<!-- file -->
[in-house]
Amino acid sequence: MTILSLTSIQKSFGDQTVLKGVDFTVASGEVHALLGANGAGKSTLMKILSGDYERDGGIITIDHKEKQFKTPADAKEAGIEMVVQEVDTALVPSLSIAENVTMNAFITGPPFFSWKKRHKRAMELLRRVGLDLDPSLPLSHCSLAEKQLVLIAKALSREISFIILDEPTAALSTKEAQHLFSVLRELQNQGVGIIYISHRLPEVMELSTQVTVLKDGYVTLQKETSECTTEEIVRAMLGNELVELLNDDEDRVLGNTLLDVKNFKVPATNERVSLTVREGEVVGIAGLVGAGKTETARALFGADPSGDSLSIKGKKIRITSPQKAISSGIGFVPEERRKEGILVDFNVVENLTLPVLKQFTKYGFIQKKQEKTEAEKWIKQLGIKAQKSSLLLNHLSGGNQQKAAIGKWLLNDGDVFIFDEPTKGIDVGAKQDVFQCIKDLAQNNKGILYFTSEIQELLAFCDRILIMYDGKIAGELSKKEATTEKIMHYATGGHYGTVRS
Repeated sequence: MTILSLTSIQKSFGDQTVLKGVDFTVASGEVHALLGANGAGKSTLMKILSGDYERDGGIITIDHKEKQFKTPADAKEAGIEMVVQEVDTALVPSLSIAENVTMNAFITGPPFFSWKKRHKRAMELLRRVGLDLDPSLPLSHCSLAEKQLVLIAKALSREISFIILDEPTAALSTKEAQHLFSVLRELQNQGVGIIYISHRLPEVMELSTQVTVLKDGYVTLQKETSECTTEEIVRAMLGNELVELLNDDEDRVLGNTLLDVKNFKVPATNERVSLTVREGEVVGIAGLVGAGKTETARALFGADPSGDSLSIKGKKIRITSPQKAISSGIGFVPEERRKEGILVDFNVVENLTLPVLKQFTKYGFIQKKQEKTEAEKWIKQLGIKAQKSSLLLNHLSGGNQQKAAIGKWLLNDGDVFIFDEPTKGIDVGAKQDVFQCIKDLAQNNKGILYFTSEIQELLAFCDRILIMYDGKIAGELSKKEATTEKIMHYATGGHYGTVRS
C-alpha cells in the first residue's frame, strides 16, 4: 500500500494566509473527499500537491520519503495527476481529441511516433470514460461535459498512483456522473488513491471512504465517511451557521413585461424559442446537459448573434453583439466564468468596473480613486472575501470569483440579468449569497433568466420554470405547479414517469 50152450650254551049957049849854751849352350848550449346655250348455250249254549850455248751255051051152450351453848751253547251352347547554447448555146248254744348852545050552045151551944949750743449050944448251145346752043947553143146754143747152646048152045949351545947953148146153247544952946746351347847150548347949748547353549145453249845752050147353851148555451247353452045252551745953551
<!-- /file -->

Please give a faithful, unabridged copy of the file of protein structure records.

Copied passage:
[in-house]
Amino acid sequence: MTILSLTSIQKSFGDQTVLKGVDFTVASGEVHALLGANGAGKSTLMKILSGDYERDGGIITIDHKEKQFKTPADAKEAGIEMVVQEVDTALVPSLSIAENVTMNAFITGPPFFSWKKRHKRAMELLRRVGLDLDPSLPLSHCSLAEKQLVLIAKALSREISFIILDEPTAALSTKEAQHLFSVLRELQNQGVGIIYISHRLPEVMELSTQVTVLKDGYVTLQKETSECTTEEIVRAMLGNELVELLNDDEDRVLGNTLLDVKNFKVPATNERVSLTVREGEVVGIAGLVGAGKTETARALFGADPSGDSLSIKGKKIRITSPQKAISSGIGFVPEERRKEGILVDFNVVENLTLPVLKQFTKYGFIQKKQEKTEAEKWIKQLGIKAQKSSLLLNHLSGGNQQKAAIGKWLLNDGDVFIFDEPTKGIDVGAKQDVFQCIKDLAQNNKGILYFTSEIQELLAFCDRILIMYDGKIAGELSKKEATTEKIMHYATGGHYGTVRS
Repeated sequence: MTILSLTSIQKSFGDQTVLKGVDFTVASGEVHALLGANGAGKSTLMKILSGDYERDGGIITIDHKEKQFKTPADAKEAGIEMVVQEVDTALVPSLSIAENVTMNAFITGPPFFSWKKRHKRAMELLRRVGLDLDPSLPLSHCSLAEKQLVLIAKALSREISFIILDEPTAALSTKEAQHLFSVLRELQNQGVGIIYISHRLPEVMELSTQVTVLKDGYVTLQKETSECTTEEIVRAMLGNELVELLNDDEDRVLGNTLLDVKNFKVPATNERVSLTVREGEVVGIAGLVGAGKTETARALFGADPSGDSLSIKGKKIRITSPQKAISSGIGFVPEERRKEGILVDFNVVENLTLPVLKQFTKYGFIQKKQEKTEAEKWIKQLGIKAQKSSLLLNHLSGGNQQKAAIGKWLLNDGDVFIFDEPTKGIDVGAKQDVFQCIKDLAQNNKGILYFTSEIQELLAFCDRILIMYDGKIAGELSKKEATTEKIMHYATGGHYGTVRS
C-alpha cells in the first residue's frame, strides 16, 4: 500500500494566509473527499500537491520519503495527476481529441511516433470514460461535459498512483456522473488513491471512504465517511451557521413585461424559442446537459448573434453583439466564468468596473480613486472575501470569483440579468449569497433568466420554470405547479414517469 50152450650254551049957049849854751849352350848550449346655250348455250249254549850455248751255051051152450351453848751253547251352347547554447448555146248254744348852545050552045151551944949750743449050944448251145346752043947553143146754143747152646048152045949351545947953148146153247544952946746351347847150548347949748547353549145453249845752050147353851148555451247353452045252551745953551